Love to Code Illuminated Story
featuring Microsoft MakeCode
Written by: Natalie Freed, Jie Qi, Andrew “bunnie” Huang. Illustrations: K-Fai Steele
Time needed: 15 minutes for story starters, 1 hour for programming, illustration, and story writing.
This is an introductory lesson combining art and creative writing with paper circuits.
Working in teams of two, students creatively complete sentence blanks to describe a scene. They swap their story starters with another team, who turns them into an illustrated story. Each story starter features a description of a light source to set the “mood” of the scene. As part of the illustration, students learn to add a light circuit with copper tape and sticker LEDs. Then they use the programmable Chibi Chip to program the lights and animate their stories.
Topics: language arts, world languages, science, media arts
This activity combines art and creative writing with a friendly introduction to programming light-up circuits. It can be used by language arts teachers, world language teachers, computer science educators, and more!
You and a partner are going to be creating a story starter involving a light source for another team to illustrate. You and your partner will also be writing and illustrating a story based upon a story starter created for you by another team. What sorts of objects radiate light?
Students may benefit from a brief introducation to the properties of conductive copper tape; it can have sharp edges. Prior knowledge of how to use block code programs, such as Make Code, may also be helpful.
- Illuminated Story Starter templates and instructional handout (see PDF linked below)
- 1/8″ wide copper tape
- 1 LED sticker per team, assorted colors
Tips, Tricks & Call-outs
Students may use any web-connected device that has a headphone jack.
- Chibi Chip mounted on Clip
- Chibi Chip Programming Cable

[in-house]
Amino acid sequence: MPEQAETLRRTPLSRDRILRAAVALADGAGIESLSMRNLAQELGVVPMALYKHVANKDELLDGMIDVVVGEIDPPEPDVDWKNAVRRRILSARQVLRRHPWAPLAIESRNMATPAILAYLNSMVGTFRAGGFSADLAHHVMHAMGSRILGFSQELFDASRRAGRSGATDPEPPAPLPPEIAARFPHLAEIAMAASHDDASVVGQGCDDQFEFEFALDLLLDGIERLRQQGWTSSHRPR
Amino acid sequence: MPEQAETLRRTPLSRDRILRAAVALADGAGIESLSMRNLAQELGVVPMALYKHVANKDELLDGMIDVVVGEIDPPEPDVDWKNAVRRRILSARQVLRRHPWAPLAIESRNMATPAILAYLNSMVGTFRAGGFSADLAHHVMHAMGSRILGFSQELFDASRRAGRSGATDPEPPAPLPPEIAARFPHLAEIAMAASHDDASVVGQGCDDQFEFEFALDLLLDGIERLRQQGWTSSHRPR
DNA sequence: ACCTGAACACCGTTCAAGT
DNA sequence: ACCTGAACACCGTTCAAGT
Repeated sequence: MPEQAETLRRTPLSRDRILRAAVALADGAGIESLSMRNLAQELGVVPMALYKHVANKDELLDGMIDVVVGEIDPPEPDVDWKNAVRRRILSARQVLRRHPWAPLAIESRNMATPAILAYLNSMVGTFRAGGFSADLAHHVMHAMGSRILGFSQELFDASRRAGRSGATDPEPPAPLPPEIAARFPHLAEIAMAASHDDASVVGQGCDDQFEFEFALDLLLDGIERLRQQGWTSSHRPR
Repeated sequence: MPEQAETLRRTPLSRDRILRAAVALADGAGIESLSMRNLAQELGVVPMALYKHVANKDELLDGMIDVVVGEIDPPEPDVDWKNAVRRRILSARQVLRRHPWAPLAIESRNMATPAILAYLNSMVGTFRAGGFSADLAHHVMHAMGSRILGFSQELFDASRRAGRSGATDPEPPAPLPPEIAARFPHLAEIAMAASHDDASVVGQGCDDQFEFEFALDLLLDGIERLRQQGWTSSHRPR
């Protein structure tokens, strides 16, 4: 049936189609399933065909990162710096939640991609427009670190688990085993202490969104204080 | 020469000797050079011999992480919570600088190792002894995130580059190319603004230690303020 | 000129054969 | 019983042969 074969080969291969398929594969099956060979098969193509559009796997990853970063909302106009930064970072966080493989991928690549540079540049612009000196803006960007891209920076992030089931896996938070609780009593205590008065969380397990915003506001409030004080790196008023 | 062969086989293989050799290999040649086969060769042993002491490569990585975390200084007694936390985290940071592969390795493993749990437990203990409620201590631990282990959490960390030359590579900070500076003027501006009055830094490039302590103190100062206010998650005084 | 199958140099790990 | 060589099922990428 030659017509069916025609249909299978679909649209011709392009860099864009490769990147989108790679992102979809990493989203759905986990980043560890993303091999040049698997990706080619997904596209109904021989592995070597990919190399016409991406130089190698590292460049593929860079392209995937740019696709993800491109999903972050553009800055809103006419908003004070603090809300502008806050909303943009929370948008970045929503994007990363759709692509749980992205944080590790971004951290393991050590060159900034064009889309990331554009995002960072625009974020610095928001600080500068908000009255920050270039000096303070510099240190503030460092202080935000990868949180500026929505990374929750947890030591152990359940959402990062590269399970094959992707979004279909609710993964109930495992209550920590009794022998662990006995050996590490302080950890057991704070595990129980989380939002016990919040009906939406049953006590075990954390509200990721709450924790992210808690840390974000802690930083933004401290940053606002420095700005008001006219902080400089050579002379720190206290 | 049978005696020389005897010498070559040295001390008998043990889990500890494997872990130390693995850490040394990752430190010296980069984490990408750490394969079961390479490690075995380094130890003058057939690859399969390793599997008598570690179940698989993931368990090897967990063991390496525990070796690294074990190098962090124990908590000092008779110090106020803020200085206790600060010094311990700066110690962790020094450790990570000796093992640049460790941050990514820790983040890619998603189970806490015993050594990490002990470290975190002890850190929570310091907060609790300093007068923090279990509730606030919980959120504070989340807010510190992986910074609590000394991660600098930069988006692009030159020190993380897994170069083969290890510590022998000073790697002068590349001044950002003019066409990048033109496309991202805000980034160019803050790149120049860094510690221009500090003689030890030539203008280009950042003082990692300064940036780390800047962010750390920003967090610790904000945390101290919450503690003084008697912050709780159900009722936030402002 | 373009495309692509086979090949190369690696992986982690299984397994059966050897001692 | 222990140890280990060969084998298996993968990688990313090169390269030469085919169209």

- A web browser (via smartphone or laptop)
- Internet connection
- Drawing supplies such as colored pencils
Illuminated Story Templates & Instructional Handout
Link: Illuminated Story.pdf
Teachers may wish to pre-cut copper tape for each student pair. Each team will need a copy of the “Story Starter/ Illustration” and “Your Story” templates. Each pair will also need a copy of the “Light an LED!” page (ideally in color). If teachers prefer not to copy the “Upload Some Code!” and “Write Your Own Light Code” sheets for each pair, they may opt to project the directions for the class to refer to as they work.
Digital and/or print resources: PDF of Love to Code Illuminated Story
- Using the Story Starter template, invite student pairs to spend up to 15 minutes filling in the blanks to set the ” mood” for a story involving a light source. Once they’ve completed this, encourage student pairs to swap their story starters with another team.
- Once teams have swapped their story starters, give them a few moments to think about and illustrate their stories. As they begin their illustrations, introduce them to how to build an electronic circuit using copper tape and an LED sticker. Guide them through the “Light an LED!” page, having them lay down their tape and a sticker, and then clip their Chibi Chip to their templates to test their circuits.
- Once students have tested their circuits, encourage them to lay their illustrations over their circuits to build upon their illustrations. Encourage them to think about how they might animate their lights to help better illustrate their scenes. Teach them how to upload code to their Chibi Chips and reposition them on their templates.
- Next, invite students to write down their stories, detailing the events that brought their characters together and what the objects they’ve illustrated tell us about the scene.
- Invite students to share their stories and illuminated artwork with their peers.
Tips, Tricks & Call-outs
When programming the Chibi Chip with students, remind them to turn the volume up to the max on their web browsing devices and make sure they are not muted. Having an assistant circulate to assist students with this might be helpful.
This lesson may be adapted to meet the needs of different students. For example, students might continue adding to the complexity of their illustrations and circuits as they revise their written stories. Student might also be enouraged to create and illustrate additional scenes in a story book format that they share with other students.
A strategy that might encourage equity and participation for all students is to allow enough time for each student to practice programming the Chibi Chip, and to offer students the opportunity to share their stories and illustrations with other teams.
- ISTE 1.b.i, 2.b.i
- NGSS 4-PS3 Energy
Love to Code Premounted Chibi Chip/Clip with Cable
Chibi Chip mounted on Clip
LED stickers in assorted colors
1/8″ Conductive Adhesive Copper Tape